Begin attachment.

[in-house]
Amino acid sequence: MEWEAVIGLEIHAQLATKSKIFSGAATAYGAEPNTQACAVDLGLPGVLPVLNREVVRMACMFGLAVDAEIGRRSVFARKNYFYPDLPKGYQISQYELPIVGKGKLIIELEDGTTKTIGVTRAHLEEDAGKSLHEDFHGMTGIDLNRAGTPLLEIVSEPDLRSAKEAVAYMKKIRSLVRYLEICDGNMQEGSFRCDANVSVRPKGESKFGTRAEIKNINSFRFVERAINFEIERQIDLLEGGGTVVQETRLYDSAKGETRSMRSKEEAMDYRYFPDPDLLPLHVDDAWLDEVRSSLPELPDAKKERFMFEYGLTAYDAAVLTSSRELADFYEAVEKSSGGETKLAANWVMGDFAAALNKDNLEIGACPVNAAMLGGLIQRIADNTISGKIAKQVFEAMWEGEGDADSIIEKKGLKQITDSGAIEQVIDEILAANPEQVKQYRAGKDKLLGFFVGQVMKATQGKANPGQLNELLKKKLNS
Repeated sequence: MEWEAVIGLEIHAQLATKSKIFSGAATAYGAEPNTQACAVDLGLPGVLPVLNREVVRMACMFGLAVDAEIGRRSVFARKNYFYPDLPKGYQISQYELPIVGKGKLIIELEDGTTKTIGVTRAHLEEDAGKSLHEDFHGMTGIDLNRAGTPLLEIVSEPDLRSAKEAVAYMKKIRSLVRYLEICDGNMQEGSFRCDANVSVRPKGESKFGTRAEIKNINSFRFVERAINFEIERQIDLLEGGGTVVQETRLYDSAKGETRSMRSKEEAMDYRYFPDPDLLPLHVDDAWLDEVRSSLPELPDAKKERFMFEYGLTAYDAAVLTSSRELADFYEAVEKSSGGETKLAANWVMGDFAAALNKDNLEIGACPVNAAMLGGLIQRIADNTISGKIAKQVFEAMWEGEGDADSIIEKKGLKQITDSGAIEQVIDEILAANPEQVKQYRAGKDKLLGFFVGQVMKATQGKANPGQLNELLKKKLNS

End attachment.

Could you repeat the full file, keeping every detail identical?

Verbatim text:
[in-house]
Amino acid sequence: MEWEAVIGLEIHAQLATKSKIFSGAATAYGAEPNTQACAVDLGLPGVLPVLNREVVRMACMFGLAVDAEIGRRSVFARKNYFYPDLPKGYQISQYELPIVGKGKLIIELEDGTTKTIGVTRAHLEEDAGKSLHEDFHGMTGIDLNRAGTPLLEIVSEPDLRSAKEAVAYMKKIRSLVRYLEICDGNMQEGSFRCDANVSVRPKGESKFGTRAEIKNINSFRFVERAINFEIERQIDLLEGGGTVVQETRLYDSAKGETRSMRSKEEAMDYRYFPDPDLLPLHVDDAWLDEVRSSLPELPDAKKERFMFEYGLTAYDAAVLTSSRELADFYEAVEKSSGGETKLAANWVMGDFAAALNKDNLEIGACPVNAAMLGGLIQRIADNTISGKIAKQVFEAMWEGEGDADSIIEKKGLKQITDSGAIEQVIDEILAANPEQVKQYRAGKDKLLGFFVGQVMKATQGKANPGQLNELLKKKLNS
Repeated sequence: MEWEAVIGLEIHAQLATKSKIFSGAATAYGAEPNTQACAVDLGLPGVLPVLNREVVRMACMFGLAVDAEIGRRSVFARKNYFYPDLPKGYQISQYELPIVGKGKLIIELEDGTTKTIGVTRAHLEEDAGKSLHEDFHGMTGIDLNRAGTPLLEIVSEPDLRSAKEAVAYMKKIRSLVRYLEICDGNMQEGSFRCDANVSVRPKGESKFGTRAEIKNINSFRFVERAINFEIERQIDLLEGGGTVVQETRLYDSAKGETRSMRSKEEAMDYRYFPDPDLLPLHVDDAWLDEVRSSLPELPDAKKERFMFEYGLTAYDAAVLTSSRELADFYEAVEKSSGGETKLAANWVMGDFAAALNKDNLEIGACPVNAAMLGGLIQRIADNTISGKIAKQVFEAMWEGEGDADSIIEKKGLKQITDSGAIEQVIDEILAANPEQVKQYRAGKDKLLGFFVGQVMKATQGKANPGQLNELLKKKLNS